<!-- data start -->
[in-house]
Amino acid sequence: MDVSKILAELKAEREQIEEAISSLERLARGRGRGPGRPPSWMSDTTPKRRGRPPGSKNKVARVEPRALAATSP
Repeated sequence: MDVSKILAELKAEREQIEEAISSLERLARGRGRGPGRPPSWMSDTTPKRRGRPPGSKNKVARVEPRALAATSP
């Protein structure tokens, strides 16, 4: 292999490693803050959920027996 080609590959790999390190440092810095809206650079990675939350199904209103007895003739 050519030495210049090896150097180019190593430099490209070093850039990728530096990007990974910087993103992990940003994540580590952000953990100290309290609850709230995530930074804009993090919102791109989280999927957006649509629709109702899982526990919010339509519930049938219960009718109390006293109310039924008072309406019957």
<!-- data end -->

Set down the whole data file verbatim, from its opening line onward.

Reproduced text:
[in-house]
Amino acid sequence: MDVSKILAELKAEREQIEEAISSLERLARGRGRGPGRPPSWMSDTTPKRRGRPPGSKNKVARVEPRALAATSP
Repeated sequence: MDVSKILAELKAEREQIEEAISSLERLARGRGRGPGRPPSWMSDTTPKRRGRPPGSKNKVARVEPRALAATSP
């Protein structure tokens, strides 16, 4: 292999490693803050959920027996 080609590959790999390190440092810095809206650079990675939350199904209103007895003739 050519030495210049090896150097180019190593430099490209070093850039990728530096990007990974910087993103992990940003994540580590952000953990100290309290609850709230995530930074804009993090919102791109989280999927957006649509629709109702899982526990919010339509519930049938219960009718109390006293109310039924008072309406019957």